1 bis Each Party shall take legislative, administrative or policy measures, as appropriate, with the aim of ensuring that benefits arising from the utilization of genetic resources that are held by indigenous and local communities, in accordance with domestic legislation regarding the established rights of these indigenous and local communities over these genetic resources, are shared in a fair and equitable way with the communities concerned, based on mutually agreed terms.
(CBD, Access to Genetic Resources and the Fair and Equitable Sharing of Benefits Arising from Their Utilization [Advanced Unedited Text], Annex I: Nagoya Protocol on Access to Genetic Resources and the Fair and Equitable Sharing of Benefits Arising from Their Utilization to the Convention on Biological Diversity, CBD website (Nov. 2, 2010), http://www.cbd.int/cop/cop-10/doc/advance-final-unedited-texts/advance-u
nedited-version-abs-protocol-footnote-en.doc; see also Ad Hoc Open-Ended Working Group on Access and Benefit-Sharing, Draft Decision on the Adoption of the Protocol on Access to Genetic Resources and the Fair and Equitable Sharing of Benefits Arising from Their Utilization to the Convention on Biological Diversity and Related Matters,UNEP/CBD/WG-ABS/9/4, CBD website (Oct. 1, 2010), http://www.cbd.int/doc/meetings/abs/abswg-09-3rd/official/abswg-09-3rd-0
Supplementary Protocol on Biosafety
In addition, after six years of negotiations, the Nagoya – Kuala Lumpur Supplementary Protocol on Liability and Redress to the Cartagena Protocol on Biosafety was adopted on October 15, 2010, at the end of the fifth meeting of the Conference of the Parties Serving as the Meeting of the Parties to the Cartagena Protocol on Biosafety (COP-MOP 5, Oct. 11-15, 2010). In particular, the new treaty sets forth international rules and procedures on liability and redress for damage to biodiversity that results from the transboundary movement of living modified organisms (LMOs). (The Nagoya – Kuala Lumpur Supplementary Protocol on Liability and Redress to the Cartagena Protocol on Biosafety, CBD website(Oct. 16, 2010), http://bch.cbd.int/protocol/NKL_Protocol.shtml.)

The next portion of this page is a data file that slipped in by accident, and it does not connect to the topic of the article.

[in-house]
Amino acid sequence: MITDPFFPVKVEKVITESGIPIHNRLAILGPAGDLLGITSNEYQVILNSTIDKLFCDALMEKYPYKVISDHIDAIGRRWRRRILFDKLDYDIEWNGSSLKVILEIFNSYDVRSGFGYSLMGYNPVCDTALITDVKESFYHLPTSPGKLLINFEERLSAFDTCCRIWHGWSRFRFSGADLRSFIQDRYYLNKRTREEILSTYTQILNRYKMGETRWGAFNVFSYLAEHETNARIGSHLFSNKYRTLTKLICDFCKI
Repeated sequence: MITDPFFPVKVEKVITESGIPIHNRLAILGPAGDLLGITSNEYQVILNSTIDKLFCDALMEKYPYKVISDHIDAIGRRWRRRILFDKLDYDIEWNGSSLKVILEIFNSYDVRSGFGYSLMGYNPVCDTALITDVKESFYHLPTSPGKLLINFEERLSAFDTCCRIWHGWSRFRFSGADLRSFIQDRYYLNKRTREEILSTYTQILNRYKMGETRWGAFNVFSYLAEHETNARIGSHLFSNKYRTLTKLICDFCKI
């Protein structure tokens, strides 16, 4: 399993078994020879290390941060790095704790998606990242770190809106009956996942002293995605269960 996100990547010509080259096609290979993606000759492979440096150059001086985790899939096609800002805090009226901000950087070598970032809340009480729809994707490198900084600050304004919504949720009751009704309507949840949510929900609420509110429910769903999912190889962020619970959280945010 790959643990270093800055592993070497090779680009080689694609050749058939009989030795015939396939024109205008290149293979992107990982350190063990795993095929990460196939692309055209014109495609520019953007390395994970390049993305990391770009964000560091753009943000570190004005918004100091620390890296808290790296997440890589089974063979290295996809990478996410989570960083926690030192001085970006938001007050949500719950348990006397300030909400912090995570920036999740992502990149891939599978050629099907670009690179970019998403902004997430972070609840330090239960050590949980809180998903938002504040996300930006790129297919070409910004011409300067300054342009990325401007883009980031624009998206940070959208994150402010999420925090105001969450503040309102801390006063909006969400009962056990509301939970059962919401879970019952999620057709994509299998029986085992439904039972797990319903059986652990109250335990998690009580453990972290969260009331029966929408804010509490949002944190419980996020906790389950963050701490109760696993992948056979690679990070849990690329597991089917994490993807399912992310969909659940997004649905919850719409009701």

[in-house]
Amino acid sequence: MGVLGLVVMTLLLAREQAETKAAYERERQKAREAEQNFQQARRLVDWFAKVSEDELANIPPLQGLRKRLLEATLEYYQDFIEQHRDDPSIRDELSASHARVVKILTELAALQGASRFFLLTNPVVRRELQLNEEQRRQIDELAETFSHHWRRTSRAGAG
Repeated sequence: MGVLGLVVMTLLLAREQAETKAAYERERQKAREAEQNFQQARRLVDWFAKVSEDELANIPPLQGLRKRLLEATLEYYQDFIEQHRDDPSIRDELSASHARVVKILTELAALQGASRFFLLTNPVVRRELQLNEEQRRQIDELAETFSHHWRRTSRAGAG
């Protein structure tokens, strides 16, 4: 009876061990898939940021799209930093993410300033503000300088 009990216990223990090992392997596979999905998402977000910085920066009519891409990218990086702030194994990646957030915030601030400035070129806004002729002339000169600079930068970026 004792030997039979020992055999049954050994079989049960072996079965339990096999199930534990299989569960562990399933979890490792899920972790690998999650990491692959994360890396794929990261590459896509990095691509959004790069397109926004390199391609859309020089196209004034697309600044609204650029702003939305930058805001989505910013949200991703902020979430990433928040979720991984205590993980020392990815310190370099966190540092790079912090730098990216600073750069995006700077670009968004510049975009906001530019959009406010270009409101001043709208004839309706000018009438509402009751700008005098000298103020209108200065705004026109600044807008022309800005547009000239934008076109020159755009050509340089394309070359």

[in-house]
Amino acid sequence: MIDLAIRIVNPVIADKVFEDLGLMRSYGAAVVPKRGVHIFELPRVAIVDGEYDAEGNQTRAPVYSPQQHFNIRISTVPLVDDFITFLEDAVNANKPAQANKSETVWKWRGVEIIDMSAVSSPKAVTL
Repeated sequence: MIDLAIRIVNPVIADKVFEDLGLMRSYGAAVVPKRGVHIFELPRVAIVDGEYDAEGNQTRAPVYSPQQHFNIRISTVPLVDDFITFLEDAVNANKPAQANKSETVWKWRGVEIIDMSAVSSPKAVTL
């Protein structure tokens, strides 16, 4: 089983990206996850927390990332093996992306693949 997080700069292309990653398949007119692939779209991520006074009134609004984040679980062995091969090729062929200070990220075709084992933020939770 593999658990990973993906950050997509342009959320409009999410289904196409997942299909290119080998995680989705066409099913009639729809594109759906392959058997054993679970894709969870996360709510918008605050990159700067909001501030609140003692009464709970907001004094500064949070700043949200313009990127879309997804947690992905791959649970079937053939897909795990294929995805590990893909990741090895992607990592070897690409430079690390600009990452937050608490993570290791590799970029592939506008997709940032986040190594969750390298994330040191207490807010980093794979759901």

The LMOs covered by the Supplementary Protocol include those “intended for direct use as food or feed, or for processing; destined for contained use; or intended for intentional introduction into the environment.” (Art. 3 (1), Text of the Nagoya – Kuala Lumpur Supplementary Protocol on Liability and Redress to the Cartagena Protocol on Biosafety (Supplementary Protocol), CBD website, http://bch.cbd.int/protocol/NKL_text.shtml (last visited Dec. 27, 2010).) The Cartagena Protocol defines LMOs as “any living organism that possesses a novel combination of genetic material obtained through the use of modern biotechnology” (art. 3 (g)). (Text of the Cartagena Protocol on Biosafety, CBD website, http://bch.cbd.int/protocol/text/ (last visited Dec. 27, 2010).) The Supplementary Protocol will be open for signature at the United Nations headquarters in New York from March 7, 2011, to March 6, 2012; it will enter into force 90 days after ratification by at least 40 Parties to the Cartagena Protocol on Biosafety. (Supplementary Protocol, supra.)